Hong Kong Media Outlet Ordered to Support Beijing’s Interests Under New Guidelines

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Radio Television Hong Kong (RTHK) program host Tony Wu talks to a caller about new fears over press freedom in Hong Kong.
Radio Television Hong Kong (RTHK) program host Tony Wu talks to a caller about new fears over press freedom in Hong Kong. (Image: ROBYN BECK/AFP via Getty Images)

In what is seen as a move to further undermine editorial independence in Hong Kong, the Radio Television Hong Kong (RTHK) was instructed by the government to prioritize national security as well as the interests of the Chinese regime. The document outlining the new rules was handed over to RHTK’s staff on Sept. 29.

It asks the media outlet not to glorify or depict “criminal” activities in a manner that would influence and incite other people. The 105-page document insists that RTHK uphold the “One Country, Two Systems“ principle as well as act in a manner that prevents and suppresses acts that pose a threat to national security.

“Under no circumstances should our programs provide a platform to encourage, incite, promote, glorify, endorse or sympathize with any act or activity endangering national security or otherwise contain any contents which are contrary to the interests of national security,” the document states.

The new rules stressed that the RTHK must not broadcast any programs that could incite or deepen resentment, antagonism, or discrimination toward the Hong Kong government and the Chinese regime. Any staff member found not complying with the rules may face disciplinary action.

But Kitty Choi, advisor to the Director of Broadcasting at RTHK, said that staff can continue to interview people who are critical of the government. 

“Facts speak for themselves and facts are facts as long as these are genuine comments made by real people, they actually said it, there is no problem for reporting such as facts in our news,” Choi told RTHK News.

The document also noted that program makers must be “cautious” in their contact with foreign individuals, governments, and entities. Any contact that conflicts with program makers’ “official duties” must be avoided. When covering topics related to Taiwan, RTHK should identify itself with national interests.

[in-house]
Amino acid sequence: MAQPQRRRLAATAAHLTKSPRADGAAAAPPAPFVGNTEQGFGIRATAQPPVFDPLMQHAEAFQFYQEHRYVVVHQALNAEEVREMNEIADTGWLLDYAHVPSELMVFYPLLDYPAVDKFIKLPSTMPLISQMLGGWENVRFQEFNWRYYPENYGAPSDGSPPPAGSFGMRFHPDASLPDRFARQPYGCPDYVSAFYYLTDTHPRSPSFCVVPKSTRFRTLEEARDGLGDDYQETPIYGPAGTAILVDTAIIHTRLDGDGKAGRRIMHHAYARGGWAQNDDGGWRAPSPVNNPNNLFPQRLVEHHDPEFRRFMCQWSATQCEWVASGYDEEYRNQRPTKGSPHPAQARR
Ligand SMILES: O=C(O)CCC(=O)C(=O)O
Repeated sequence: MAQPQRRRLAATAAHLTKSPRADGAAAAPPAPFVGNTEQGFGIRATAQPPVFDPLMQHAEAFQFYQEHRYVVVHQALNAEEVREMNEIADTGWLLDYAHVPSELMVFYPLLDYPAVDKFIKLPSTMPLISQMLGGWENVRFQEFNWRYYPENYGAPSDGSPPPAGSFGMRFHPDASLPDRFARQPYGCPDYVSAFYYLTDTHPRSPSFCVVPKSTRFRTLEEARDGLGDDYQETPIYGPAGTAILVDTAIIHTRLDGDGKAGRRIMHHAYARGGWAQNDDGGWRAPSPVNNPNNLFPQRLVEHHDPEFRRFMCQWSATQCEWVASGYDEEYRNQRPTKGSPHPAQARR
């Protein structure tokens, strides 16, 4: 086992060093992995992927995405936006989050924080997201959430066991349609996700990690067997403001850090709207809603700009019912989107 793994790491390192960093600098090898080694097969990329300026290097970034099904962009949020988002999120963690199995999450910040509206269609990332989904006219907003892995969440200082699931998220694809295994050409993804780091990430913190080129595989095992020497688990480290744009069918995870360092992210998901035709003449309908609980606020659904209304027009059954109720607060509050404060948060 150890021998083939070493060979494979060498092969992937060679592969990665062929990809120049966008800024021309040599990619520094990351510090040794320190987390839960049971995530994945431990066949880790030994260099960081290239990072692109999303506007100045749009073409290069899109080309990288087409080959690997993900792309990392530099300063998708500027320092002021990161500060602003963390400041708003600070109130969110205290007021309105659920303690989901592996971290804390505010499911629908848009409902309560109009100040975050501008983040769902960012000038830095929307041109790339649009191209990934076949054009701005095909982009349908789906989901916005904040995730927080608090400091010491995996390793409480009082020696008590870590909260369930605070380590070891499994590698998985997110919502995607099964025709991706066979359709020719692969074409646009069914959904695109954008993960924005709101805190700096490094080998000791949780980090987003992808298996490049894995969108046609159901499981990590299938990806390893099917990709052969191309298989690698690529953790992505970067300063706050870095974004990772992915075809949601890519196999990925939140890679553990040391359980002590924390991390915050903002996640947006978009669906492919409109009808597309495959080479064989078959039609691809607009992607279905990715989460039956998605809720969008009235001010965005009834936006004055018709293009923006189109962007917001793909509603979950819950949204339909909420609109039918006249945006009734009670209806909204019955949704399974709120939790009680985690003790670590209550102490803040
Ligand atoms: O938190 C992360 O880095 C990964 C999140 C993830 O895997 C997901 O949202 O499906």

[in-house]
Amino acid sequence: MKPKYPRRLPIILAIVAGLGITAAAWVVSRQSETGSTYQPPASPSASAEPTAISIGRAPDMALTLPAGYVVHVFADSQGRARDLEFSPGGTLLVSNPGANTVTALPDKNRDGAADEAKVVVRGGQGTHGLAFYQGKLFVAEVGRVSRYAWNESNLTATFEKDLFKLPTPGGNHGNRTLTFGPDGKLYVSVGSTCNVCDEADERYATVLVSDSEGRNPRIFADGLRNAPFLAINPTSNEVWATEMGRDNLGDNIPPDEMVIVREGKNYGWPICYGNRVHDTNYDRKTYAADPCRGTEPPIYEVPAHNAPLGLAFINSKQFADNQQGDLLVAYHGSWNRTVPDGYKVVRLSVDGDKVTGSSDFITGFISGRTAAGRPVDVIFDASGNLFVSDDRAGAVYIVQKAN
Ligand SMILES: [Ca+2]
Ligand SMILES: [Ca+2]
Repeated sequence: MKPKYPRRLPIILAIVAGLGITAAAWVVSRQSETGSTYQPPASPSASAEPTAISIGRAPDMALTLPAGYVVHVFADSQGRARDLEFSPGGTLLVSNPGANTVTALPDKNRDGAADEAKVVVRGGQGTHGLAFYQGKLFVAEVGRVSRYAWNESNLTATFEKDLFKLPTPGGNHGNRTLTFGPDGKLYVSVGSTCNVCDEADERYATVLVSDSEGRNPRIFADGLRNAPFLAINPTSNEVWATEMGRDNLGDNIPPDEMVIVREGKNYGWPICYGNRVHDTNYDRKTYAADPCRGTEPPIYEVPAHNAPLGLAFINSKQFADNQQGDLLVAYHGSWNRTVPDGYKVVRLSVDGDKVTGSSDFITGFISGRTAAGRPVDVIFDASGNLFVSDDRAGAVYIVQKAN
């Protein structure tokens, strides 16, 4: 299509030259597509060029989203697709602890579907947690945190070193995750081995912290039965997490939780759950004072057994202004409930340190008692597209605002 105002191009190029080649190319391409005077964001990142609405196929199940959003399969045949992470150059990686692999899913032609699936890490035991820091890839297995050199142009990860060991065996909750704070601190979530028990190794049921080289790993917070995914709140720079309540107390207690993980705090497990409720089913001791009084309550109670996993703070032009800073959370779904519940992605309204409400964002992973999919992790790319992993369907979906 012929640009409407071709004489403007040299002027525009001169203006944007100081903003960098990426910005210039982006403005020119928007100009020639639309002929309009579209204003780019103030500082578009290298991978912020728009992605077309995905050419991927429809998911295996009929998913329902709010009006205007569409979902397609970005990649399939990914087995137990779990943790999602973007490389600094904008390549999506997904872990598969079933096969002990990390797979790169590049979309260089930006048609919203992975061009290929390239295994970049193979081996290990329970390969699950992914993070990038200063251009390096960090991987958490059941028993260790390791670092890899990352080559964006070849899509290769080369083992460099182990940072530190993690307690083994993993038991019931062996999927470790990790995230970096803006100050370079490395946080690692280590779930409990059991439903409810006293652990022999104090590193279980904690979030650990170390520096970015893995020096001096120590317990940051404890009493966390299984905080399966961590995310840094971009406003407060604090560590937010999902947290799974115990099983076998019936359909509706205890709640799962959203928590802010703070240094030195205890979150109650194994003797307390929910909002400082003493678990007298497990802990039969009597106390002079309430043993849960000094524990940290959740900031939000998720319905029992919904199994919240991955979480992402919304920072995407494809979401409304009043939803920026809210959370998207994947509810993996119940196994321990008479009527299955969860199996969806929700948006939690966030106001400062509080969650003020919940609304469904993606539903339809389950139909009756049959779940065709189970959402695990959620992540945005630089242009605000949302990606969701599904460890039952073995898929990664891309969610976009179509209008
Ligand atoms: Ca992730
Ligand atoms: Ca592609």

The new rules also specify guidelines of how staff members must use social media.

“One should always act responsibly on social media and bear in mind that we have a public identity arising from our work in RTHK. The higher the seniority and visibility of one’s role in RTHK, the more prudence we expect from his/her conduct in the social media world,” the document says.

Hong Kong Journalists Association (HKJA) has condemned the new editorial guidelines for RTHK, specifically the instruction that journalists take the permission of their superiors while working on “sensitive” topics. 

The group said that internal communications of media organizations must focus on “discussions” rather than commands. HKJA warned that it is counterproductive to issue “one-way, top-down instructions” as it turns a news organization into “production lines” that keep churning out scripts.

“The HKJA is concerned that RTHK management mistakenly believes that by issuing guidelines on content production, supplemented by a ‘referral’ mechanism, communication problems can be resolved or programs can be guaranteed to be error-free,” the organization said in a statement.

Sometimes compared to the BBC, RTHK is the only independent media outlet in communist China that is publicly funded. Operating since 1928, its charter guarantees editorial independence. With its extensive coverage of the pro-democracy protests that rocked the city in 2019, RTHK drew the ire of the Hong Kong police, government, and the pro-Beijing establishment in the city. The document is the latest display of crackdown on Hong Kong media since the shutdown earlier this year of Apple Daily, a leading pro-democracy newspaper.